JSONP AJAX and ASP.NET Demystified

JSONP is essentially a new name for an old trick. AJAX calls are done using the XMLHttpRequest object which is supported in all major browsers. But, there is a cross-domain limitation placed on XMLHttpRequest calls. This means that you can only communicate from the browser back to the domain from which the JavaScript was served.

This is where JSONP comes in. JSONP stands for JSON with Padding. While XMLHttpRequest traffic is restricted to the server of origin, there is no such restriction on from where you can load JavaScript source by using the standard <script> tag.  Most developers know that you can load jQuery libraries from a CDN by pointing your <script> "src" attribute to the CDN URL for the given JavaScript library. It doesn't matter where the domain is - the script will load just fine. This "security hole", if you will -- has been used for years by major players including Google for Adsense, Yahoo and many others, and is therefore not likely to be changed anytime soon. In fact, it was used when AJAX was originally called "Remote Scripting" - which is as early as 1998, when it was used by Microsoft in Outlook Web Access.

How it works

What JSONP does is that instead of using XMLHttpRequest, it will dynamically create a <script> tag to get the data.  A <script> tag does not have to return JavaScript -- it will load whatever is returned from the URL specified as its “src” attribute.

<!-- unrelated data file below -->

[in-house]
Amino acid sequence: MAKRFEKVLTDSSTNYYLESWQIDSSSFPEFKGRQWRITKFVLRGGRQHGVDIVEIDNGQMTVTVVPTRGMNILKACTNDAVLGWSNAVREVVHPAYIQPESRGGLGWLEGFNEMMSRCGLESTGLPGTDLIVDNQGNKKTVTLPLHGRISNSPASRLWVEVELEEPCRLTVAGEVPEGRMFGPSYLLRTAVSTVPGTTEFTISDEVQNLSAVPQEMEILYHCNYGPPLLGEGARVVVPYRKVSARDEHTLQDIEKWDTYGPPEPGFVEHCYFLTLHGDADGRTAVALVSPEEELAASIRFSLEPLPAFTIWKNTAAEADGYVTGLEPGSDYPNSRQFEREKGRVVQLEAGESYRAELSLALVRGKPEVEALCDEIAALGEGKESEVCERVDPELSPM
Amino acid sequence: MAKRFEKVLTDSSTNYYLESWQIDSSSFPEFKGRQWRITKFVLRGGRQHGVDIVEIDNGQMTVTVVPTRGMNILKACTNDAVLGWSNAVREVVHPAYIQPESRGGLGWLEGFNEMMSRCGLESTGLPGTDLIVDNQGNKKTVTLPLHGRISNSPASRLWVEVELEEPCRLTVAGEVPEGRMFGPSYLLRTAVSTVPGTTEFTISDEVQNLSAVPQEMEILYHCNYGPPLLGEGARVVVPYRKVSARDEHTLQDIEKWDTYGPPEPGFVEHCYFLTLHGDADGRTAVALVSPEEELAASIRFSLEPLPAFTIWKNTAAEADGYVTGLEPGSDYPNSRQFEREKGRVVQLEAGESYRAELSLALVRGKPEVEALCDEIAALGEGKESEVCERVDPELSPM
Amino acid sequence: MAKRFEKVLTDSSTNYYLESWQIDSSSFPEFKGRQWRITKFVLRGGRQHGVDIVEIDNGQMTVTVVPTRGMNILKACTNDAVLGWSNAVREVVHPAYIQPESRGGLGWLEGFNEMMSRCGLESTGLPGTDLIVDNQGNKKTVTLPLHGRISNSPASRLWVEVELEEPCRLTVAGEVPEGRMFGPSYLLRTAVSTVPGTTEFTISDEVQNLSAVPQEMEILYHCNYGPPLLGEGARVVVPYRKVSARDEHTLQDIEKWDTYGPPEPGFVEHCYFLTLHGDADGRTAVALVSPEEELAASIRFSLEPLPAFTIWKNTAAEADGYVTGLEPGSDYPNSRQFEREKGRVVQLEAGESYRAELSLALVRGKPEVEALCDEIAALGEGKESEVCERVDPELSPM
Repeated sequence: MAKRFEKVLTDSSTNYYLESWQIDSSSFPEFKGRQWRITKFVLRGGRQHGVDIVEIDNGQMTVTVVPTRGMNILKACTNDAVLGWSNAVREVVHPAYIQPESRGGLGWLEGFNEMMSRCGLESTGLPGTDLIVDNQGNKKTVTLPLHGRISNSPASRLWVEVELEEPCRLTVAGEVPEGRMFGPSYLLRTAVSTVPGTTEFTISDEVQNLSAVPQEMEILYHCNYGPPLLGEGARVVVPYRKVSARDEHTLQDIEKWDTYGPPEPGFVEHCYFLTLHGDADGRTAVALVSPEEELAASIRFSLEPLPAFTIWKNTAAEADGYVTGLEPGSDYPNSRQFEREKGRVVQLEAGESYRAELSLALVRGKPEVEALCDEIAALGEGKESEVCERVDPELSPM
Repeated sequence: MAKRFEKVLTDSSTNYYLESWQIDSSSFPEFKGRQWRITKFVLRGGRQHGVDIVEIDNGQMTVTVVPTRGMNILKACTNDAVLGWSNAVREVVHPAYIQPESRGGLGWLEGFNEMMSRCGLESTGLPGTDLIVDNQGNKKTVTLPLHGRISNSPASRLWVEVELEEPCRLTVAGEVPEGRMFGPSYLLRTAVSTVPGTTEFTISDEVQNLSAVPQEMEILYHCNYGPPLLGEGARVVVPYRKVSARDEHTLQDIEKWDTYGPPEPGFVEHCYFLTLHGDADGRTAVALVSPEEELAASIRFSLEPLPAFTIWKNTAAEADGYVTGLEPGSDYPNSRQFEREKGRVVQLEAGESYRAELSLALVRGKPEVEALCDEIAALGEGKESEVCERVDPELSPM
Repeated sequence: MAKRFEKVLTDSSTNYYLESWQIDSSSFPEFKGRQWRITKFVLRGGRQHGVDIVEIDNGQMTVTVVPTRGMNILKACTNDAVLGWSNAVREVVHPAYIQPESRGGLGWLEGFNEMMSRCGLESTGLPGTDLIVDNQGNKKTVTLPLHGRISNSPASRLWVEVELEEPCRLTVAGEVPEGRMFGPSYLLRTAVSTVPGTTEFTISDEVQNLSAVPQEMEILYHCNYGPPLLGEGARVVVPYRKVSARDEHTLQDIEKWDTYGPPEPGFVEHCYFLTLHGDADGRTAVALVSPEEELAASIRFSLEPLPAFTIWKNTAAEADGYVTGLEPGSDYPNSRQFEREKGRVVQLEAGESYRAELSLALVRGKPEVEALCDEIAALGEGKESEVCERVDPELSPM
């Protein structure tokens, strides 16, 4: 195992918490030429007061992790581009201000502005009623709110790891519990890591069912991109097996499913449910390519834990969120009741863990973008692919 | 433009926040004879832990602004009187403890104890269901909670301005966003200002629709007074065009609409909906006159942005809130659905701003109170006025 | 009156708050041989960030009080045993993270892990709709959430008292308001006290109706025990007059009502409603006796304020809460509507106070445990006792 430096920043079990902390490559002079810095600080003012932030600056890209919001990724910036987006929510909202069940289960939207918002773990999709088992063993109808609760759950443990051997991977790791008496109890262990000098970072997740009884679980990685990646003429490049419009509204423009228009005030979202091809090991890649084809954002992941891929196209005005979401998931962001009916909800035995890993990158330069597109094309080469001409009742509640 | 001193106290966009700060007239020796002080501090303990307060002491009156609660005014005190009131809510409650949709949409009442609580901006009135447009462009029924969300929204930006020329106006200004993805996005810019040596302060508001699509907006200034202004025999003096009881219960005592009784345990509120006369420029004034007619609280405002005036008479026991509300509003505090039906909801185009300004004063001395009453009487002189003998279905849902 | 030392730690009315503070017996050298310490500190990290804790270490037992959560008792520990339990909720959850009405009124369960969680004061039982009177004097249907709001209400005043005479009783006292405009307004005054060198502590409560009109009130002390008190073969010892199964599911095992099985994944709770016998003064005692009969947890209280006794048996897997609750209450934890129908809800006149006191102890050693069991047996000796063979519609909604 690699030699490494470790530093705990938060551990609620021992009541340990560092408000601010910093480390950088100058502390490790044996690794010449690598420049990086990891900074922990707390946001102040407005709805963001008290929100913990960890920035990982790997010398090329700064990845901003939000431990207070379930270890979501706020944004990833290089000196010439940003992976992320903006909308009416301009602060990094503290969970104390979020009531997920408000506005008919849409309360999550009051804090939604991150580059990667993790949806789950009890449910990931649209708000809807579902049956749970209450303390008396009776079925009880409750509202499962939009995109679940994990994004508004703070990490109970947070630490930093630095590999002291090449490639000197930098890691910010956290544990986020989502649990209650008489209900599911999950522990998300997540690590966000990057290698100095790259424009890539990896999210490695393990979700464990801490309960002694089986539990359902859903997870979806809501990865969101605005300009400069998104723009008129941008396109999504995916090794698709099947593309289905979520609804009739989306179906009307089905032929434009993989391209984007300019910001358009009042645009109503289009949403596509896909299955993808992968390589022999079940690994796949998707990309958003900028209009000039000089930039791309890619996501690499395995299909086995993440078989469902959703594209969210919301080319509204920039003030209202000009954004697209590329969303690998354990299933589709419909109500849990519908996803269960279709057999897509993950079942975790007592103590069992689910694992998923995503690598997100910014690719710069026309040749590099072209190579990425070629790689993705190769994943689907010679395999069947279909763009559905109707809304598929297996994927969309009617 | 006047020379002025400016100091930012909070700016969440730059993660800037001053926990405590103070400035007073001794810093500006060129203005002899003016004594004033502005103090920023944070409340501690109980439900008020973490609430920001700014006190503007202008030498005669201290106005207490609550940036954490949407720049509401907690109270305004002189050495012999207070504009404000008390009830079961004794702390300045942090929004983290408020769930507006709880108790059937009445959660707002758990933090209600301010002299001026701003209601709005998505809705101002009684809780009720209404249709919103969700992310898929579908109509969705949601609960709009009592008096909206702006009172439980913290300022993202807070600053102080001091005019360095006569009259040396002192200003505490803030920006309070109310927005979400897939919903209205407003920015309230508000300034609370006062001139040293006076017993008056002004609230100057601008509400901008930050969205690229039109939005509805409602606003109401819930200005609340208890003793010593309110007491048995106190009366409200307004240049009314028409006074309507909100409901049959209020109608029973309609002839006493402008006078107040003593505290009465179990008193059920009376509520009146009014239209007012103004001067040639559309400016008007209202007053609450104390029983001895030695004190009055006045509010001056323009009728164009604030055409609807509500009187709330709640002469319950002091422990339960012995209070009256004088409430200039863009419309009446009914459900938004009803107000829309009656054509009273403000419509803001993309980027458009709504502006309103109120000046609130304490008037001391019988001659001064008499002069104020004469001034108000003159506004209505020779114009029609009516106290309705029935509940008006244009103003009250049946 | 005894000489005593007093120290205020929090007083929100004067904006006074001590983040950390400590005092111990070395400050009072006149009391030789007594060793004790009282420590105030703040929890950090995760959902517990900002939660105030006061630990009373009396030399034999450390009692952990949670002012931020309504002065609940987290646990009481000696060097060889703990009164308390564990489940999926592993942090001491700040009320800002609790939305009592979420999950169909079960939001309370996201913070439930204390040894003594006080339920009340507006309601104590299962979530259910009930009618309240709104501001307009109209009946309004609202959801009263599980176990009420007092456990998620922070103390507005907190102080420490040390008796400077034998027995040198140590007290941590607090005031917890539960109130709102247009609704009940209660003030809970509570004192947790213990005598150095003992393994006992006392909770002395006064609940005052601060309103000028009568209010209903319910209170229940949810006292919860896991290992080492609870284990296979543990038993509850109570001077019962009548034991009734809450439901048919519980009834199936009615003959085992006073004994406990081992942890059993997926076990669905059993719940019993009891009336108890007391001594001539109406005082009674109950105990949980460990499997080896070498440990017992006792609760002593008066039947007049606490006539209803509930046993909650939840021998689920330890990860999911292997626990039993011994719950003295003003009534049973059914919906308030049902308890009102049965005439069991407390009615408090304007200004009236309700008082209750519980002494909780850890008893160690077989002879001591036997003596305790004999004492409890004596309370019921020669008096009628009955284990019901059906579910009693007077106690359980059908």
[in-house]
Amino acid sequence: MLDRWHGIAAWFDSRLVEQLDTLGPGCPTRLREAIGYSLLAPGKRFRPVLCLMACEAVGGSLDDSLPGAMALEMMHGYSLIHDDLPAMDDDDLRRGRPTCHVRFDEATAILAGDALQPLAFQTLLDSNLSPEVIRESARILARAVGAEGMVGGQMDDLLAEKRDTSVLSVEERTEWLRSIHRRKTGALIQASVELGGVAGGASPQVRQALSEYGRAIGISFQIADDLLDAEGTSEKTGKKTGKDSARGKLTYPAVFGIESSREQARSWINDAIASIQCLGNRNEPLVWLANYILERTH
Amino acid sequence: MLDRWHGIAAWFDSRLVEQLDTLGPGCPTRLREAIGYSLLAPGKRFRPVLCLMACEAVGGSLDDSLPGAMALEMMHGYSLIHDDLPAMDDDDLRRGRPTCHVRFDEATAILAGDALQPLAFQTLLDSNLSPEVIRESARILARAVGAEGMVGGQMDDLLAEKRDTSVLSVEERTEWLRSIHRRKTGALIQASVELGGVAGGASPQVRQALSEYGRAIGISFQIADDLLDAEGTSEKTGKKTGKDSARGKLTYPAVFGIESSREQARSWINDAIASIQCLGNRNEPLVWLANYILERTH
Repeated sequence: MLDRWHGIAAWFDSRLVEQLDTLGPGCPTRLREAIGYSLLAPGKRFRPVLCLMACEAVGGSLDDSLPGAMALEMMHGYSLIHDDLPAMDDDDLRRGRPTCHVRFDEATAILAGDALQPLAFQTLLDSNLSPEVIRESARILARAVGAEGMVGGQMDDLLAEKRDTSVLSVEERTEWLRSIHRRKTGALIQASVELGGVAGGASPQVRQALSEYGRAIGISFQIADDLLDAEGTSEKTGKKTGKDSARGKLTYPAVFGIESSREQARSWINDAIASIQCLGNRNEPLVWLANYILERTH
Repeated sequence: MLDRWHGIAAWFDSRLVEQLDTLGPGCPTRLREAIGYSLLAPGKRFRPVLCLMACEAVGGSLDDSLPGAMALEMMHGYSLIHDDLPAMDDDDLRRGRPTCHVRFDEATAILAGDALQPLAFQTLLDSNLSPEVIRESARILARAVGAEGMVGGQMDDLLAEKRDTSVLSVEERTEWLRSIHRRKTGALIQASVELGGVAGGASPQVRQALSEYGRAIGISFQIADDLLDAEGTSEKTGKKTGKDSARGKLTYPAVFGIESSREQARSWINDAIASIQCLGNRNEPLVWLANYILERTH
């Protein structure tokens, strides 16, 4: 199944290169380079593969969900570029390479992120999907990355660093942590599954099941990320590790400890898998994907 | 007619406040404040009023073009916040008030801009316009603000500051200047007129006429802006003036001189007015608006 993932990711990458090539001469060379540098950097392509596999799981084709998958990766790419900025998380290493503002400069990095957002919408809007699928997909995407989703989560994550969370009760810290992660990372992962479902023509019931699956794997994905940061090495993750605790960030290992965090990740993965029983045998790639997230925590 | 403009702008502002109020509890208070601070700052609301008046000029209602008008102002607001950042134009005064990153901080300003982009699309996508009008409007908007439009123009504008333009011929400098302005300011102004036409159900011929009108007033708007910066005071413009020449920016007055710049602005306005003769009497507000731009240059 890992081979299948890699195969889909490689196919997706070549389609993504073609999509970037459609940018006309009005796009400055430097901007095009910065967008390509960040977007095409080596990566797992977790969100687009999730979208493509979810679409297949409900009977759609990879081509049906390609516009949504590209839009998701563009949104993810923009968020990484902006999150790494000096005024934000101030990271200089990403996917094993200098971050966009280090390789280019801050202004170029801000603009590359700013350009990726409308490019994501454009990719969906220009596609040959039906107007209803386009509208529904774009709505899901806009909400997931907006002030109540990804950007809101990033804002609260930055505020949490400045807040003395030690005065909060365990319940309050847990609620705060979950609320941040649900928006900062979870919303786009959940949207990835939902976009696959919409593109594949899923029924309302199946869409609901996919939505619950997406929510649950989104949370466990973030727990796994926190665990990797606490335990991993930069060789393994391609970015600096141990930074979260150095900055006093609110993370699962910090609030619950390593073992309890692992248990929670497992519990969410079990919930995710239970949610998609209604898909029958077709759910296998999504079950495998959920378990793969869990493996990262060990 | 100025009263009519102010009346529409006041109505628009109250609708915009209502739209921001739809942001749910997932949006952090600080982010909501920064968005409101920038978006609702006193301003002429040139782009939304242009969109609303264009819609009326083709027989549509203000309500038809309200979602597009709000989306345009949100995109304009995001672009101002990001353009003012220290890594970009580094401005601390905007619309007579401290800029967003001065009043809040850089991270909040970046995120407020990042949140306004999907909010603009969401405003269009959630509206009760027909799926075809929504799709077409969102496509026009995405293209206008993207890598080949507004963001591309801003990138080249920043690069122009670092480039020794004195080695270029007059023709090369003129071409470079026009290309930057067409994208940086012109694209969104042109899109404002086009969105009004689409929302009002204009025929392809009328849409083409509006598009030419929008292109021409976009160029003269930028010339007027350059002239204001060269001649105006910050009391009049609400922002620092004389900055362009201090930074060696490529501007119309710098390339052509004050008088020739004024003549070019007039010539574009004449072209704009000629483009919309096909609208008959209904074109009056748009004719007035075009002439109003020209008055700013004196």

Instead of specifying the <script> src attribute as:

JSONP appends a parameter named callback to the URL, so we have this as the src attribute:

JSONP requests are not dispatched using the XMLHTTPRequest at all; instead a <script> tag is created whose source is set to the target URL. This script tag is then added to the DOM -- normally the <head>. The advantage of doing this with the jQuery library is that everything is standardized and you don't have to worry about "plumbing" at all.

A web service or API that supports the JSONP protocol will see this callback attribute on the request url and instead of just returning the JSON data as before, it will wrap the data with a method call of the same name specified by this callback parameter.  So the data the web service returns will now look like this:

mycallback({[..JSON  data here..]})

After the data loads, we end up with a <script> tag in the page that looks like this:

mycallback({[..JSON  data here..]})